Cross-fertilization across the diverse fields will create better communication, increase scientific collaboration, and advance research in separation science. An obvious place to start such cross-fertilization, as suggested many decades ago, is in coursework. The activation barriers are high, so departmental and college leadership, as well as funding agencies will need to play a role in the transformation. Information-technology resources could assist educators in developing multidisciplinary separation-science courses or modules that could be used in many universities.
Recommendation: Because separation science is integral to chemistry and chemical engineering, these academic departments should provide high-quality training in separations.
Finally, chemistry and chemical-engineering departments could benefit from consciously re-examining how they highlight and advertise the various research in their departments. For example, grouping experimental, theoretical, and modeling research on CO2 capture, membranes, metal organic frameworks, bioseparations, microfluidics and nanofluidics, and modeling of separation process intensification under “separations” could add coherence and draw appropriate attention to this important research field. Such a grouping could replace the current practice of embedding the topics in “materials”, “biotechnology”, “modeling and simulation”, and “process engineering”. Highlighting separation research in various departments of the same university together would be another way to develop a multidisciplinary separations community and attract separation researchers.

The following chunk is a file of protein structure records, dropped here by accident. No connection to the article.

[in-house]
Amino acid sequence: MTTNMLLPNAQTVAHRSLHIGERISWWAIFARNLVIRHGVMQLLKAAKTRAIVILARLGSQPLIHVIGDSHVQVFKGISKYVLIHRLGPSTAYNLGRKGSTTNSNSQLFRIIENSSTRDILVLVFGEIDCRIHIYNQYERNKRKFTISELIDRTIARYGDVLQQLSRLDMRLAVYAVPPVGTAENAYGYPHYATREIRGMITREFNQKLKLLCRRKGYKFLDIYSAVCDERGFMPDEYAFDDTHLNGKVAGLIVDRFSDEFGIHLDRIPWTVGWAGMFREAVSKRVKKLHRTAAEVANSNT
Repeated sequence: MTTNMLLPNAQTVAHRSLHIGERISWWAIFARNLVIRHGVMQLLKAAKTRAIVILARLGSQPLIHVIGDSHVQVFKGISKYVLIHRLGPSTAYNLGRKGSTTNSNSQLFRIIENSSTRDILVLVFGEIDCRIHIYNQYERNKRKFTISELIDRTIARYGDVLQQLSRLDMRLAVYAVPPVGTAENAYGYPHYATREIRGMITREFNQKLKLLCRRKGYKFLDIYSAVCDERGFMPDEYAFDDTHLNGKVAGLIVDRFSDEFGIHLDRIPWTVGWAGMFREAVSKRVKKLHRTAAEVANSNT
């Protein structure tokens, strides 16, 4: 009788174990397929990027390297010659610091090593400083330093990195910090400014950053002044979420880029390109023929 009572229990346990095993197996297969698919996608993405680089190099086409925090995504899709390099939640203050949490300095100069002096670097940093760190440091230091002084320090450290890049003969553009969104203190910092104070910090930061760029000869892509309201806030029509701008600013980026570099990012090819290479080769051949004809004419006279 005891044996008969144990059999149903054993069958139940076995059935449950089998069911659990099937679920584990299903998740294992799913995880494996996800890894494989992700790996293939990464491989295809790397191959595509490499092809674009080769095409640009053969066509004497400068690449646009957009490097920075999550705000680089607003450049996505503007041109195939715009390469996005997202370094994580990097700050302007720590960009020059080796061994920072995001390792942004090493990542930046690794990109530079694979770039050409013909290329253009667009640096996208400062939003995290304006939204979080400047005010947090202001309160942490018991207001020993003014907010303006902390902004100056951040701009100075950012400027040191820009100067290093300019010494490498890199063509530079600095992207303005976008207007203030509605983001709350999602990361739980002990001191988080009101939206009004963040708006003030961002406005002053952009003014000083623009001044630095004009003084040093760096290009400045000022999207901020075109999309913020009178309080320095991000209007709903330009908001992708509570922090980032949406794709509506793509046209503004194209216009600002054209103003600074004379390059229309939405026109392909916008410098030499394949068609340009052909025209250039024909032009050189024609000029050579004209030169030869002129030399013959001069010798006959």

Researchers in chemistry and chemical engineering are the most likely to identify themselves as separation scientists. However, as discussed in the previous chapters the adoption of knowledge and incorporation of approaches from a wide array of other disciplines are necessary to support the research agenda described in Chapter 5. Those disciplines include different subfields of chemistry and chemical engineering (such as soft-matter and structural chemistry, process synthesis, fluid mechanics, and mass transfer), biochemistry, materials science and engineering, physics, data science, information and computer science, and bioengineering. The involvement of many disciplines has been critical for some of the key advances in separation technology, as described in Chapter 2. The first and crucial step, which will require conscious, concerted effort, is more extensive communication and collaboration between chemistry and chemical-engineering separation researchers. One way to enhance communication is through conferences and workshops, as discussed below.
Recommendation: The chemistry and chemical-engineering separation communities should seek opportunities for substantive interactions that will inspire creativity and the integration of concepts in research and education.
The need to leverage discoveries and tools from a wide variety of disciplines, beyond chemistry and chemical engineering, will continue to be critical in the new era of separation science. Those additions include the data-analytics and computational-chemistry techniques described in Chapter 5 that have advanced so dramatically in the last 30 years. They include numerous new or improved analytical-chemistry techniques that have come on line in the last few decades and are vital for fundamentally understanding and developing the ability to control molecules both in bulk and at interfaces. For example, the combination of x-ray surface scattering and sum-frequency generation spectroscopy (see Chapter 3) provides unprecedented insight into the orientation of molecules at interfaces (Rock et al., 2018).